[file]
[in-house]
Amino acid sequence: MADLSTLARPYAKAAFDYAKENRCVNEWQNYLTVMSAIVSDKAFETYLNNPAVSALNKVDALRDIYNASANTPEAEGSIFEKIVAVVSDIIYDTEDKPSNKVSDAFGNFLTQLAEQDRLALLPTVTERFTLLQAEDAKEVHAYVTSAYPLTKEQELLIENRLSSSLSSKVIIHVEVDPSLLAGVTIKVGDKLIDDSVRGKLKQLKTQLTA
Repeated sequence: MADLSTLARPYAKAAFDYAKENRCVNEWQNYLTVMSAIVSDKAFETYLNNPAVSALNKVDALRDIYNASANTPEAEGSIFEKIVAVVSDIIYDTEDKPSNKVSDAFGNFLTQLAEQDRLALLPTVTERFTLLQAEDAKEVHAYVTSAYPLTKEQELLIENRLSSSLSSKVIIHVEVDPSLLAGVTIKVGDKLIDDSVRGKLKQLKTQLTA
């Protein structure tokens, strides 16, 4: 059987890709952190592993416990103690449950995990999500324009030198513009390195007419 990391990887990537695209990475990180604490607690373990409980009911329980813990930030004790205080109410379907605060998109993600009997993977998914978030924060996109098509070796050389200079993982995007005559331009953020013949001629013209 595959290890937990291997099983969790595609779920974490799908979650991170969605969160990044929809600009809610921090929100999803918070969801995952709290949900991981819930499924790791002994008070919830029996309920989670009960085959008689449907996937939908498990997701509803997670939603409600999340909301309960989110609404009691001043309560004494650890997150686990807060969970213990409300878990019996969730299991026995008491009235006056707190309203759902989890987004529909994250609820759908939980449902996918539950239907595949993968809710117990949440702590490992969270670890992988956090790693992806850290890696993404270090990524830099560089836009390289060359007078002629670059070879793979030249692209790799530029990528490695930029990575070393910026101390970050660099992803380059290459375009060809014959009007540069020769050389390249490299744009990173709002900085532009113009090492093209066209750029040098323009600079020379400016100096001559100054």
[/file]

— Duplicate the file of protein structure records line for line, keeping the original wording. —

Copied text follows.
[in-house]
Amino acid sequence: MADLSTLARPYAKAAFDYAKENRCVNEWQNYLTVMSAIVSDKAFETYLNNPAVSALNKVDALRDIYNASANTPEAEGSIFEKIVAVVSDIIYDTEDKPSNKVSDAFGNFLTQLAEQDRLALLPTVTERFTLLQAEDAKEVHAYVTSAYPLTKEQELLIENRLSSSLSSKVIIHVEVDPSLLAGVTIKVGDKLIDDSVRGKLKQLKTQLTA
Repeated sequence: MADLSTLARPYAKAAFDYAKENRCVNEWQNYLTVMSAIVSDKAFETYLNNPAVSALNKVDALRDIYNASANTPEAEGSIFEKIVAVVSDIIYDTEDKPSNKVSDAFGNFLTQLAEQDRLALLPTVTERFTLLQAEDAKEVHAYVTSAYPLTKEQELLIENRLSSSLSSKVIIHVEVDPSLLAGVTIKVGDKLIDDSVRGKLKQLKTQLTA
């Protein structure tokens, strides 16, 4: 059987890709952190592993416990103690449950995990999500324009030198513009390195007419 990391990887990537695209990475990180604490607690373990409980009911329980813990930030004790205080109410379907605060998109993600009997993977998914978030924060996109098509070796050389200079993982995007005559331009953020013949001629013209 595959290890937990291997099983969790595609779920974490799908979650991170969605969160990044929809600009809610921090929100999803918070969801995952709290949900991981819930499924790791002994008070919830029996309920989670009960085959008689449907996937939908498990997701509803997670939603409600999340909301309960989110609404009691001043309560004494650890997150686990807060969970213990409300878990019996969730299991026995008491009235006056707190309203759902989890987004529909994250609820759908939980449902996918539950239907595949993968809710117990949440702590490992969270670890992988956090790693992806850290890696993404270090990524830099560089836009390289060359007078002629670059070879793979030249692209790799530029990528490695930029990575070393910026101390970050660099992803380059290459375009060809014959009007540069020769050389390249490299744009990173709002900085532009113009090492093209066209750029040098323009600079020379400016100096001559100054």